Bill and Melinda Gates publish an annual letter as part of the Gates’ charitable foundation. The 2014 report is out and it’s full of good news:
“By almost any measure, the world is better than it has ever been. People are living longer, healthier lives. Many nations that were aid recipients are now self-sufficient. You might think that such striking progress would be widely celebrated, but in fact, Melinda and I are struck by how many people think the world is getting worse. The belief that the world can’t solve extreme poverty and disease isn’t just mistaken. It is harmful.” —Bill Gates
Yes, the world is getting better. But did you know that?
Did you know that poverty is on the decline throughout most of the world? Did you know that violent crime in the United States is at an all-time low? That life expectancies in the world are higher than ever? That polio and several other common diseases have nearly been eradicated throughout the world?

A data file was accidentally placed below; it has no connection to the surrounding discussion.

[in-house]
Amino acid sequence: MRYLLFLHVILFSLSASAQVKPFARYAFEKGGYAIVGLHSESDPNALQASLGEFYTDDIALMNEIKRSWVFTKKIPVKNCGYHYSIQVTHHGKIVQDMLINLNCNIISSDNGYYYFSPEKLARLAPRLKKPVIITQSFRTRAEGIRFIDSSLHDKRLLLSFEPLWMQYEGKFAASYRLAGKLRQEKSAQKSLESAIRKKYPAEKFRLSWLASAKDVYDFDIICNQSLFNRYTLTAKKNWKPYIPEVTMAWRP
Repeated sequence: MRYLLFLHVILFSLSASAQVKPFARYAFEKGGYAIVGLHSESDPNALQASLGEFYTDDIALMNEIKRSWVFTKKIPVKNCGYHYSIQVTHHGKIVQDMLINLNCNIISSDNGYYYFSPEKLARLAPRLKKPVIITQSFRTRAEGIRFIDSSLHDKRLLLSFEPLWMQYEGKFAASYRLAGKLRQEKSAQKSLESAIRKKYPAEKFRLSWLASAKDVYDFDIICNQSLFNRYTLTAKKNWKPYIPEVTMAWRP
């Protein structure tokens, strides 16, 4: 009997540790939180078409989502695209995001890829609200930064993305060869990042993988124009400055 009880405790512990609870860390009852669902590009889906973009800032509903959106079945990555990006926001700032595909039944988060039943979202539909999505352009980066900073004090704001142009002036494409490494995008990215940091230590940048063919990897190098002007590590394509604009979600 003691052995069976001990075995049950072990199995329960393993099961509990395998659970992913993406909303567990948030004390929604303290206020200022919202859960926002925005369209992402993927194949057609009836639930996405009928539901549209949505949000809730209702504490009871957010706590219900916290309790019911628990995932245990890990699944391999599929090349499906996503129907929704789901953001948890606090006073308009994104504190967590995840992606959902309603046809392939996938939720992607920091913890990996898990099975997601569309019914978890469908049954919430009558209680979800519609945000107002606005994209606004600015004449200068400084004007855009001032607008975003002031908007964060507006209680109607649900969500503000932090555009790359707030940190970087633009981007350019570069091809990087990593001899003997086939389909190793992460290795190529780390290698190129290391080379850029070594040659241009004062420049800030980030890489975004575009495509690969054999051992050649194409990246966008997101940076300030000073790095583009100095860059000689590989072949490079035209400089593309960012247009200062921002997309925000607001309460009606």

I think the end of Gates’ note is particularly important: “The belief that the world can’t solve extreme poverty and disease isn’t just mistaken. It is harmful.”
Because if we believe that it isn’t possible, we won’t participate. If we believe that the world is a mess—we will treat it that way. If we believe that it is inevitable that “the rich get richer and the poor get poorer,” we seek evidence of that belief. We shut out ways of helping or of giving aid, because we think it’s useless.
It’s pure Science of Mind thinking, but on a global scale.
If we wish to see the world in better financial shape—we need to believe that it is happening (and it is!). If we wish disease and poor nutrition to be a thing of the past—we need to believe that we’re making progress (and we are!).
The rest of the world is shaping up in so many ways.
If we feel “stuck” here in America, maybe it’s time to look both outward and inward. Outward to see how the world is improving. Outward to see the increase in worldwide standards of living, of freedoms and improving health and longevity.
But also inward to see why we Americans are standing in disbelief. Inward to find a way to see our own lives as improving and full of potential. Inward to evaluate our thinking about life—to become an affirmation of positive change for the world and ourselves.